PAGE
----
Instead I begged for some ibuprofen. They only had Tylenol - which I took but I knew would not help. After chugging some Mountain Dew I limped off back down the trail (running was still out of the question). Finally a runner passed and, seeing me limping, asked if he could help. "Well some Vitamin I would be great since they didn't have it at the aid station". He produced the magic pills and I took a couple. After another half mile of limping I gingerly started hobble running. It was excruciating and I howled even louder in the empty forest. Finally I came to another aid station at mile 12. Here they actually had some Advil so I took a couple more pills. And I begged an Ace bandage off of them as well for my knee. AFter that I was able to maintain a consistent hobble run for another four miles or so.

Finally, as I ran stifflegged along a wooded ridge, signs started appearing "Sugarland Three Miles". SugarLand? What is SugarLand? We're in the middle of nowhere. What could SugarLand be? An amusement park? A strip club? A farm? "SugarLand 2 1/2 miles". Wow, thats aggressive advertising! Who came out here on the trails to advertise this? Finally after "SugarLand - 2 Miles", the signs sprouted up with increasing frequency. "Atkins Shmatkins - You Need Carbs!", "Forget Fiber - We Want Sugar!". After "Almost to Sugarland - 1 Mile" and "SugarLand - Just 13/28 Mile More", the real sell began "Fat Free Sugar!", then more improbably "Sugar Free Sugar!", "Sugar - Your Body Thanks You Now and Your Dentist Will Thank You Later", and finally "You Need Energy - Welcome to Sugarland!" as the trail opened onto a parking lot with a handful of cars parked. There were a bunch of kids at an aid station stocked with more high glycemic confections than any race I've ever seen. There were Twizzlers, M&Ms, peanut M&Ms, Girl Scout Cookies, heart shaped, candy coated marshmallows, and other treats too numerous to mention. I pounded down six TagAlongs and, more importantly, scored a couple magic ibuprofen candies. Running away from the station one last sign "Now Leaving SugarLand - InsulinLand Five Minutes Ahead".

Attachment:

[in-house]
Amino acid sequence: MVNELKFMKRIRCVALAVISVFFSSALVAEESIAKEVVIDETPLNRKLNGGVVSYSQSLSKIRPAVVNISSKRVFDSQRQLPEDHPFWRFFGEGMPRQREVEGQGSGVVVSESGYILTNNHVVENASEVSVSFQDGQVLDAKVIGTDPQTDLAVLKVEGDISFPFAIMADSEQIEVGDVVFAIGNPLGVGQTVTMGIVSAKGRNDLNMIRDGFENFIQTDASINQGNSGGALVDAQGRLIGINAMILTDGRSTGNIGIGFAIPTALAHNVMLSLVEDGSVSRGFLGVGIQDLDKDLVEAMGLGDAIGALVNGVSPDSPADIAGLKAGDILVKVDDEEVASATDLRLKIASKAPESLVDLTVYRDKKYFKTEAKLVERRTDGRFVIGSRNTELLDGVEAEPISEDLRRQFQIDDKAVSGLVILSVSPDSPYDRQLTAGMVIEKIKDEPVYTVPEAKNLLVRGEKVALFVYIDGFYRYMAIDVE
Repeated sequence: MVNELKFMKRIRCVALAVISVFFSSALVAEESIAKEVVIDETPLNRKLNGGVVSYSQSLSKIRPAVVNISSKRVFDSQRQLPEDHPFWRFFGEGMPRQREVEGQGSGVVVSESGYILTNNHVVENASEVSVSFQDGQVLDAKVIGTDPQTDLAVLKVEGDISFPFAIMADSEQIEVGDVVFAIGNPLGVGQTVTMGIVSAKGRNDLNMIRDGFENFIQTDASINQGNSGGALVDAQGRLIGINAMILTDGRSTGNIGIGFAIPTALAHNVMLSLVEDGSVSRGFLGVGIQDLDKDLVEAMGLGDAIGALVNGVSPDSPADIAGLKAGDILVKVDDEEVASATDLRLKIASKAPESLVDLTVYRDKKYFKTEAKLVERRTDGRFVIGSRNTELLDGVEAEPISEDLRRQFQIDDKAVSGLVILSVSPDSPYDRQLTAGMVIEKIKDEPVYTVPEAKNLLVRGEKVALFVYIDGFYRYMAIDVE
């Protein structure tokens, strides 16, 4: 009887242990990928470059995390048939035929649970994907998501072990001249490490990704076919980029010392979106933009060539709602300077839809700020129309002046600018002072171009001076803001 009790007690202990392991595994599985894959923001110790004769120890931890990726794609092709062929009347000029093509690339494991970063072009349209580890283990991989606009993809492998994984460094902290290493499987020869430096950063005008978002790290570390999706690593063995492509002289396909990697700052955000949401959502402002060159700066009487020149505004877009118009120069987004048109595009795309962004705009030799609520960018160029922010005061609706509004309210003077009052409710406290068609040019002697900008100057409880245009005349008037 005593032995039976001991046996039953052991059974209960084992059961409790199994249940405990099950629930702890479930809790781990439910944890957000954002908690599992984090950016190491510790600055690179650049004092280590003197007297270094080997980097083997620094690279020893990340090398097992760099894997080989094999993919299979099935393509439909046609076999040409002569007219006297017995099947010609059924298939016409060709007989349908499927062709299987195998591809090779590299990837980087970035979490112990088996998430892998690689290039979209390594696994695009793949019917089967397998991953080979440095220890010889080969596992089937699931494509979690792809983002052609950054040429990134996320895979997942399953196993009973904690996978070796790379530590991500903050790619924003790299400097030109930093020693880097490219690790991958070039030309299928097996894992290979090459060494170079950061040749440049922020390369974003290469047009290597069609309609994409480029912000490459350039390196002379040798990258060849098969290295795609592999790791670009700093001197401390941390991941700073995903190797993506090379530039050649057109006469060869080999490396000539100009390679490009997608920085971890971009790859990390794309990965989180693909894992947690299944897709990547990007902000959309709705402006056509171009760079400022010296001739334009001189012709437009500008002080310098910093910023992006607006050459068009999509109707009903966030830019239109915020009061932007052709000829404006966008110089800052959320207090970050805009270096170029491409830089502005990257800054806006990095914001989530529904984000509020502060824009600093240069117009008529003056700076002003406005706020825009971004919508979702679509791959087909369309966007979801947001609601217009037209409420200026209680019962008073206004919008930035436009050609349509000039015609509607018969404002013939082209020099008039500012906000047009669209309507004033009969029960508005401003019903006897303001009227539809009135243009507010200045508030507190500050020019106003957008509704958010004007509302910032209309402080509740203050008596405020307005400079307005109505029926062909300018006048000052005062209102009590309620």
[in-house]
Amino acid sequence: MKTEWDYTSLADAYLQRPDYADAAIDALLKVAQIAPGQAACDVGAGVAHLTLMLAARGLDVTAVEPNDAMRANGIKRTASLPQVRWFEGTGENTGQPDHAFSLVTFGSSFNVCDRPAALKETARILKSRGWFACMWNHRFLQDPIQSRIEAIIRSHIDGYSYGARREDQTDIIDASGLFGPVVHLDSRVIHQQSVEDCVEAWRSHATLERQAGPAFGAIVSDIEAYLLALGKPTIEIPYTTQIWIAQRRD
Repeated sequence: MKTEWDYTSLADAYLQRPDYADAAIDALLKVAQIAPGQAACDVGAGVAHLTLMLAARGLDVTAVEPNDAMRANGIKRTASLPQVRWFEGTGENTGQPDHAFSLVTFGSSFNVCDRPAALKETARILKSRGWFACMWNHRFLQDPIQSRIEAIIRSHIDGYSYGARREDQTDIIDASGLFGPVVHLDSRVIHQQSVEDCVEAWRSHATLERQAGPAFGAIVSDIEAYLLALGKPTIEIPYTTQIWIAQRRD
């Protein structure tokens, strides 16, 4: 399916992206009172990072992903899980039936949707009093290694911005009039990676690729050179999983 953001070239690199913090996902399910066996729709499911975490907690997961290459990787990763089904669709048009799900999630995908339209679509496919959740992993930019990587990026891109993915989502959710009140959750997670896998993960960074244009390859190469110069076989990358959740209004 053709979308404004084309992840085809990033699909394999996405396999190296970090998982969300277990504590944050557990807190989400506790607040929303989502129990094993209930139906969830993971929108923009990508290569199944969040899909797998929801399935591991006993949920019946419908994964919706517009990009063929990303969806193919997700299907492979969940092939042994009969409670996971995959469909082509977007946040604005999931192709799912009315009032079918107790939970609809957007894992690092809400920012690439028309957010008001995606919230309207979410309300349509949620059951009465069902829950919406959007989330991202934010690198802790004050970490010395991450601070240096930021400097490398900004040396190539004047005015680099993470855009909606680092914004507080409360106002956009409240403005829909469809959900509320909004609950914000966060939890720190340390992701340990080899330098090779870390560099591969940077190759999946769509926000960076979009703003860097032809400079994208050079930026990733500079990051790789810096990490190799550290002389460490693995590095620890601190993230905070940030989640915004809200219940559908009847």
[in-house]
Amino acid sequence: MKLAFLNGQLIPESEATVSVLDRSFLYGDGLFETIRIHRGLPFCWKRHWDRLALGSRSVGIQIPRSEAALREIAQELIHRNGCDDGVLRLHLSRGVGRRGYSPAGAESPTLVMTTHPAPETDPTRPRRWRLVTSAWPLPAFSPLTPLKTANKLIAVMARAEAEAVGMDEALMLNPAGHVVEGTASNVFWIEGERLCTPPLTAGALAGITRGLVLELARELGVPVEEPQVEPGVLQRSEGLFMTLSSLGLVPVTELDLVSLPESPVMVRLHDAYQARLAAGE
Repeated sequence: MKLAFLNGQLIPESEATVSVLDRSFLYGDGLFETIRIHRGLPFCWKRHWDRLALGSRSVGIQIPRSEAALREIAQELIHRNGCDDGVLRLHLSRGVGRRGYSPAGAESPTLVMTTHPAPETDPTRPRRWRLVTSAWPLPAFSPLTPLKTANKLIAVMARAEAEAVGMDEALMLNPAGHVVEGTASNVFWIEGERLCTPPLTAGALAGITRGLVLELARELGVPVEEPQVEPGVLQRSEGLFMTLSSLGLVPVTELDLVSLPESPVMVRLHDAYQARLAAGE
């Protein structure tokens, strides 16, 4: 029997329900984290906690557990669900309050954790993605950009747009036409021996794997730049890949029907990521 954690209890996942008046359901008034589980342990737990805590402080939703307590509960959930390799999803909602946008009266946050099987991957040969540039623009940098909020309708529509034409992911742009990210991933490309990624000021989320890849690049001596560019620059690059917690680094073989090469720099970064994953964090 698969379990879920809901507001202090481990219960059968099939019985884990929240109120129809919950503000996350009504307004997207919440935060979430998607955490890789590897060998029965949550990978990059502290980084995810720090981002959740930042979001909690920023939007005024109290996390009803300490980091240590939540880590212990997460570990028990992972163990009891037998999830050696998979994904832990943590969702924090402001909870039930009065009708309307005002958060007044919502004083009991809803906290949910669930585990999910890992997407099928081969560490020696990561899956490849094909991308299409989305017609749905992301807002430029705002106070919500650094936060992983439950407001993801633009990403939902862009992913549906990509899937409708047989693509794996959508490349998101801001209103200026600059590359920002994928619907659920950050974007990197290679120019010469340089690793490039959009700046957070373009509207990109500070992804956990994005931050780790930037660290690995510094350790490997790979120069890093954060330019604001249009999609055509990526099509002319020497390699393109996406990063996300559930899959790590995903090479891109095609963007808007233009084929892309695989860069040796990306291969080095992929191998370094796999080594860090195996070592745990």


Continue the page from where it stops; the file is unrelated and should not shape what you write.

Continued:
Back on the trail it was another couple of flat wooded miles to a small water stop by the next intersection. Then the another seven miles up and down slight inclines until we emerged from the trail finally at what was mile 26 and we should have been done. Ah, but it was not to be. Instead we were told that we had "just a long two miles" to the finish. The volunteers had heard about my ibuprofen abuse and I couldn't get an additional fix out of them. On the bright side the stop was replete with chili, salted potatoes, coffee, and sodas. I pounded some more Mountain Dew and some potatoes and hobbled up the hill. The last two miles (really it seemed more like three) were quite hilly, which I would ordinarily love, but definitely exacerbated my now even more agonized knee. We emerged out onto the road across from the park where the finish and ran the last half mile on asphalt to the actual finish line.

I finished in a dreadful 5:29 (although the winner was around four hours so perhaps not as bad as I would think) and 32nd overall. Nevertheless, I was exhilarated by finishing and fighting through the pain. I felt like if I could make it through that accident I could take whatever the season has in store for me. I ate heartily at the Inn at Little Washington that evening, feeling like its exquisite cuisine was a well earned indulgence.